That concern gives weight to arguments for greater reliance on special operators as the Trump administration for now eschews larger deployments of conventional troops and proposes deep cuts in foreign aid and State Department budgets.
The global reach of special operators is widening. During the peak of the conflicts in Iraq and Afghanistan, nearly 13,000 Special Operations forces were deployed on missions across the globe, but a large majority were assigned to those two countries. Now, more than half of the 8,600 elite troops overseas are posted outside the Middle East or South Asia, operating in 97 countries, according to the Special Operations Command.
Still, about one-third of the 6,000 American troops currently in Iraq and Syria are special operators, many of whom are advising local troops and militias on the front lines. About a quarter of the 8,400 American troops in Afghanistan are special operators.
In Africa, about one-third of the nearly 6,000 overall troops are Special Operations forces. The only permanent American installation on the continent is Camp Lemonnier, a sprawling base of 4,000 United States service members and civilians in Djibouti that serves as a hub for counterterrorism operations and training. The United States Air Force flies surveillance drones from small bases in Niger and Cameroon.
Elsewhere in Africa, the roles of special operators are varied, and their ranks are small, typically measured in the low dozens for specific missions. Between 200 and 300 Navy SEALs and other special operators work with African allies to hunt shadowy Shabab terrorists in Somalia. As many as 100 Special Forces soldiers help African troops pursue the notorious leader of the Lord’s Resistance Army, Joseph Kony. And Navy SEALs are training Nigerian commandos for action in the oil-rich delta.
The United States is building a $50 million drone base in Agadez, Niger, that is likely to open sometime next year to monitor Islamic State insurgents in a vast area on the southern flank of the Sahara that stretches from Senegal to Chad.
Mr. Trump’s tough talk on terrorism has been well received here in Chad, where American Special Operations and military instructors from several Western nations finished an annual three-week counterterrorism training exercise last week.
Many African soldiers and security forces said they would welcome an even larger United States military presence to help combat myriad extremist threats. “Of course we’d like more,” said Hassan Zakari Mahamadou, a police commissioner from Niger. “U.S. forces enhance us.”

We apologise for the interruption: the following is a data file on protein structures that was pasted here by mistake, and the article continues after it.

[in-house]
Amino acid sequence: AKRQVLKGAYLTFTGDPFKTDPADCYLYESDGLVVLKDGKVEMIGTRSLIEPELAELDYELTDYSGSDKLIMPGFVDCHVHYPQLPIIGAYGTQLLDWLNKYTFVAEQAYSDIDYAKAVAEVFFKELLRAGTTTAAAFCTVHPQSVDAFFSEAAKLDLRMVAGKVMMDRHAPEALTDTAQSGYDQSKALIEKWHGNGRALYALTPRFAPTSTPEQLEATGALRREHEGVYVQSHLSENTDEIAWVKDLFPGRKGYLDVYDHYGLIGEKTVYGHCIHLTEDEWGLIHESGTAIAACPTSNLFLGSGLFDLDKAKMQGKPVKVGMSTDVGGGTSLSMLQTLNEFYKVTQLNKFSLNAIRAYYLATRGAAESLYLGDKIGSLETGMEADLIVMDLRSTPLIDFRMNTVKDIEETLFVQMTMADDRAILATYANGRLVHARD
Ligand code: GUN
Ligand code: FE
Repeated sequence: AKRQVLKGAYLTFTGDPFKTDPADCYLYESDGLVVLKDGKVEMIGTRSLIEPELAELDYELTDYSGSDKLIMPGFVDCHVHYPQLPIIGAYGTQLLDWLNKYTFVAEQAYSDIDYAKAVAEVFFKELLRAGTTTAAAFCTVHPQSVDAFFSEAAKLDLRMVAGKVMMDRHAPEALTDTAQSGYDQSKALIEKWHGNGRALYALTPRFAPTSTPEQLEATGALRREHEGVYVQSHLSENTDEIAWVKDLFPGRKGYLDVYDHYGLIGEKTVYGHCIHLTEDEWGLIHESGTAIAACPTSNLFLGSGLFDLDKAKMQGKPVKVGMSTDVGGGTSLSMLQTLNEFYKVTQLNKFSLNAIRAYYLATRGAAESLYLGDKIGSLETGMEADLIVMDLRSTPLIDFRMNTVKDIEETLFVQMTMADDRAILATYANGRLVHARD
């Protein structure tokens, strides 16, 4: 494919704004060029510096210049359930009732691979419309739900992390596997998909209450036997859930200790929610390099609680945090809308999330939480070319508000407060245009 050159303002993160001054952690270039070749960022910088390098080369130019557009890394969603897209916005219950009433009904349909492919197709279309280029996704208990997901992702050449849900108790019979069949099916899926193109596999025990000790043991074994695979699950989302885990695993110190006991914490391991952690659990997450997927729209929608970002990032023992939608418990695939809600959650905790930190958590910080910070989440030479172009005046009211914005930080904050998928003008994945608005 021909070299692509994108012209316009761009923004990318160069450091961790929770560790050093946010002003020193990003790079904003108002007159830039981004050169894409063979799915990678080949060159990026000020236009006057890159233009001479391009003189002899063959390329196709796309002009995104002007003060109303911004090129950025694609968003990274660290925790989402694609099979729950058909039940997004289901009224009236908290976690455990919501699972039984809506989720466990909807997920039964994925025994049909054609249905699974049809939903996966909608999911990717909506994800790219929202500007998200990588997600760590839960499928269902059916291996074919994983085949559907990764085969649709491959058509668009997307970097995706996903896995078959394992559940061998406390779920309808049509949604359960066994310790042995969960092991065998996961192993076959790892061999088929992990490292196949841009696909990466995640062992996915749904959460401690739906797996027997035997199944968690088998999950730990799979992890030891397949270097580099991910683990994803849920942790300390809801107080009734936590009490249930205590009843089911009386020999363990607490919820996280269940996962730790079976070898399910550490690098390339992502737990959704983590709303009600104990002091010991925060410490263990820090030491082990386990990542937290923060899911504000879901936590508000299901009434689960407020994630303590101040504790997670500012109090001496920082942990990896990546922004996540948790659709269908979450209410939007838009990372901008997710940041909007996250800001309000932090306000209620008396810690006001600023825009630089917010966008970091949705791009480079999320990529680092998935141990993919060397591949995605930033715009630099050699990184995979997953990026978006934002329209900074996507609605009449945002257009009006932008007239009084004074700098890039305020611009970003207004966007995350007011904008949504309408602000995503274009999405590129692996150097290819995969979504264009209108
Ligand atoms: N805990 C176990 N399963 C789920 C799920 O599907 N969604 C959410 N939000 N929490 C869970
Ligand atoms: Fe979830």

The Pentagon has allocated about $250 million over two years to help train the armies and security forces of North, Central and West African countries.
But American aid and training alone — along with occasional secret unilateral strikes — will not be enough to defeat groups like Al Qaeda, Boko Haram and the Islamic State, officials say.
“We could knock off all the ISIL and Boko Haram this afternoon,” Gen. Thomas D. Waldhauser, the leader of the military’s Africa Command, told the Senate this month, using an acronym for the Islamic State. “But by the end week, so to speak, those ranks would be filled.”
Here on the outskirts of the Chadian capital, N’Djamena, last week, four flat-bottomed boats with mounted machine guns roared down the Chari River. The boats pulled up along the riverbank, just opposite neighboring Cameroon, and disgorged rifle-toting Chadian Special Antiterrorism Group forces and their American trainers.
In a hail of gunfire, shooting blanks, they stormed the thatched huts of a suspected Boko Haram bomb maker; seized laptops, cellphones and other material inside for clues on terrorist operations; and dashed back to the river, fending off a mock ambush on the way. Piling back into their boats under covering fire, the Chadian commandos sped off in a drill that American and Chadian officers often play out for real in the nearby Lake Chad Basin area.
“Extremism is like a cancer,” said Brig. Gen. Zakaria Ngobongue, a senior Chadian officer who has trained in France and at Hurlburt Field, Fla., and was helping oversee the exercise. “We need to continue to fight it.”